The NDs of FIG. 6A, for example, may form part of the Internet or a private network; and other electronic devices (not shown; such as end user devices including workstations, laptops, netbooks, tablets, palm tops, mobile phones, smartphones, phablets, multimedia phones, Voice Over Internet Protocol (VOIP) phones, terminals, portable media players, GPS units, wearable devices, gaming systems, set-top boxes, Internet enabled household appliances) may be coupled to the network (directly or through other networks such as access networks) to communicate over the network (e.g., the Internet or virtual private networks (VPNs) overlaid on (e.g., tunneled through) the Internet) with each other (directly or through servers) and/or access content and/or services. Such content and/or services are typically provided by one or more servers (not shown) belonging to a service/content provider or one or more end user devices (not shown) participating in a peer-to-peer (P2P) service, and may include, for example, public webpages (e.g., free content, store fronts, search services), private webpages (e.g., username/password accessed webpages providing email services), and/or corporate networks over VPNs. For instance, end user devices may be coupled (e.g., through customer premise equipment coupled to an access network (wired or wirelessly)) to edge NDs, which are coupled (e.g., through one or more core NDs) to other edge NDs, which are coupled to electronic devices acting as servers. However, through compute and storage virtualization, one or more of the electronic devices operating as the NDs in FIG. 6A may also host one or more such servers (e.g., in the case of the general purpose network device 604, one or more of the software containers 662A-R may operate as servers; the same would be true for the hybrid network device 606; in the case of the special-purpose network device 602, one or more such servers could also be run on a virtualization layer executed by the compute resource(s) 612); in which case the servers are said to be co-located with the VNEs of that ND.

A virtual network is a logical abstraction of a physical network (such as that in FIG. 6A) that provides network services (e.g., L2 and/or L3 services). A virtual network can be implemented as an overlay network (sometimes referred to as a network virtualization overlay) that provides network services (e.g., layer 2 (L2, data link layer) and/or layer 3 (L3, network layer) services) over an underlay network (e.g., an L3 network, such as an Internet Protocol (IP) network that uses tunnels (e.g., generic routing encapsulation (GRE), layer 2 tunneling protocol (L2TP), IPSec) to create the overlay network).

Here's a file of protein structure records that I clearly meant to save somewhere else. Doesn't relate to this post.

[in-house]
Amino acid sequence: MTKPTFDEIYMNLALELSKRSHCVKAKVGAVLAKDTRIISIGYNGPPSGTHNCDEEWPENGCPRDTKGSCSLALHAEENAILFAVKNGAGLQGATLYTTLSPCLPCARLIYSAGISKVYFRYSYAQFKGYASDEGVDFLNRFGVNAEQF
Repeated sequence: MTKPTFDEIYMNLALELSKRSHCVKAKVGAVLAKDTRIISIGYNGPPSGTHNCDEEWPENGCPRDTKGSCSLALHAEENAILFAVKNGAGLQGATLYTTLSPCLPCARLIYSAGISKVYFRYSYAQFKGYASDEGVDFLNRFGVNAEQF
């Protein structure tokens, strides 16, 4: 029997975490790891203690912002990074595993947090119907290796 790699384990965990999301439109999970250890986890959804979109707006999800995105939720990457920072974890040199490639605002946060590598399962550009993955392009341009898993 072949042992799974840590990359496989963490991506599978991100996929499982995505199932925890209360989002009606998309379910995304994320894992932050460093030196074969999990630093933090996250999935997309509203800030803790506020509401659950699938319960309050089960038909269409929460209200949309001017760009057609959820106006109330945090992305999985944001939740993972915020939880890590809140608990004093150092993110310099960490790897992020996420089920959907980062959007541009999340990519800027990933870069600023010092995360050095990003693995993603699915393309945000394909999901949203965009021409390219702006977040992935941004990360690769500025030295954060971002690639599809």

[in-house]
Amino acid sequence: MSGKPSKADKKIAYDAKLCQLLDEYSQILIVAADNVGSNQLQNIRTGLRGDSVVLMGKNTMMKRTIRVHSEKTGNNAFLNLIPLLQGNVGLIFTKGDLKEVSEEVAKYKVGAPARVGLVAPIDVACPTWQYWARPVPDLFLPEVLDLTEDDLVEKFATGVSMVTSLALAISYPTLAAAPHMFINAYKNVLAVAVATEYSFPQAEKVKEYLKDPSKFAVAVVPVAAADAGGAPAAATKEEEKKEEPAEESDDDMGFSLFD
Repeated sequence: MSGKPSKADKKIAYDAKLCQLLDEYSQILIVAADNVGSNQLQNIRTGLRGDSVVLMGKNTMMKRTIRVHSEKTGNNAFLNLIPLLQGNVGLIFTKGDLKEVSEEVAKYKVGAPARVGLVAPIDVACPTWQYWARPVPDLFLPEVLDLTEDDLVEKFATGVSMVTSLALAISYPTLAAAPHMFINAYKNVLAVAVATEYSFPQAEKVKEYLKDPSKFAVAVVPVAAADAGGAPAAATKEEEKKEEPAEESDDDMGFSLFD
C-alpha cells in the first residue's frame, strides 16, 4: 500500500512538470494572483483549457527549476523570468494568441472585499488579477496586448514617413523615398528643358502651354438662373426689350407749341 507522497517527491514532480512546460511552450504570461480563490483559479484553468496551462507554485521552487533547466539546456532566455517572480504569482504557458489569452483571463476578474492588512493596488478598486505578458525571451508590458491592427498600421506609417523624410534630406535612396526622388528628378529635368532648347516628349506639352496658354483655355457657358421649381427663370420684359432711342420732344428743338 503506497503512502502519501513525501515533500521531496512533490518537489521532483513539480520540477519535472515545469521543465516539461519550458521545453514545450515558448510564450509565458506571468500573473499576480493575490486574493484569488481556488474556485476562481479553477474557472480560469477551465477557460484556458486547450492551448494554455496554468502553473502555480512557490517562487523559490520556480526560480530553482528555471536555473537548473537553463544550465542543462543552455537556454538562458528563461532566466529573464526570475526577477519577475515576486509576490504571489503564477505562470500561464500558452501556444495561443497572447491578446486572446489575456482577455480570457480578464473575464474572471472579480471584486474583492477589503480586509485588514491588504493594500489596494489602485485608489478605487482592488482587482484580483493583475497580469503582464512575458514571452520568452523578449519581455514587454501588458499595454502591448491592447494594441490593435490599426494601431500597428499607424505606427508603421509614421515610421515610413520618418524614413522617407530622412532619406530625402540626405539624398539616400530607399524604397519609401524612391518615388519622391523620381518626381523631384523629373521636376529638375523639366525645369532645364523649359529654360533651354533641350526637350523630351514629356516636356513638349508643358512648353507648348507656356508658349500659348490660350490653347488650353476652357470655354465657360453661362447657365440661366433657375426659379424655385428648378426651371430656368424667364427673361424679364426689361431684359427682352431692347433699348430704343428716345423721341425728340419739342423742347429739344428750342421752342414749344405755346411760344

A network virtualization edge (NVE) sits at the edge of the underlay network and participates in implementing the network virtualization; the network-facing side of the NVE uses the underlay network to tunnel frames to and from other NVEs; the outward-facing side of the NVE sends and receives data to and from systems outside the network. A virtual network instance (VNI) is a specific instance of a virtual network on a NVE (e.g., a NE/VNE on an ND, a part of a NE/VNE on a ND where that NE/VNE is divided into multiple VNEs through emulation); one or more VNIs can be instantiated on an NVE (e.g., as different VNEs on an ND). A virtual access point (VAP) is a logical connection point on the NVE for connecting external systems to a virtual network; a VAP can be physical or virtual ports identified through logical interface identifiers (e.g., a VLAN ID).

Examples of network services include: 1) an Ethernet LAN emulation service (an Ethernet-based multipoint service similar to an Internet Engineering Task Force (IETF) Multiprotocol Label Switching (MPLS) or Ethernet VPN (EVPN) service) in which external systems are interconnected across the network by a LAN environment over the underlay network (e.g., an NVE provides separate L2 VNIs (virtual switching instances) for different such virtual networks, and L3 (e.g., IP/MPLS) tunneling encapsulation across the underlay network); and 2) a virtualized IP forwarding service (similar to IETF IP VPN (e.g., Border Gateway Protocol (BGP)/MPLS IPVPN RFC 4364) from a service definition perspective) in which external systems are interconnected across the network by an L3 environment over the underlay network (e.g., an NVE provides separate L3 VNIs (forwarding and routing instances) for different such virtual networks, and L3 (e.g., IP/MPLS) tunneling encapsulation across the underlay network)). Network services may also include quality of service capabilities (e.g., traffic classification marking, traffic conditioning and scheduling), security capabilities (e.g., filters to protect customer premises from network-originated attacks, to avoid malformed route announcements), and management capabilities (e.g., full detection and processing).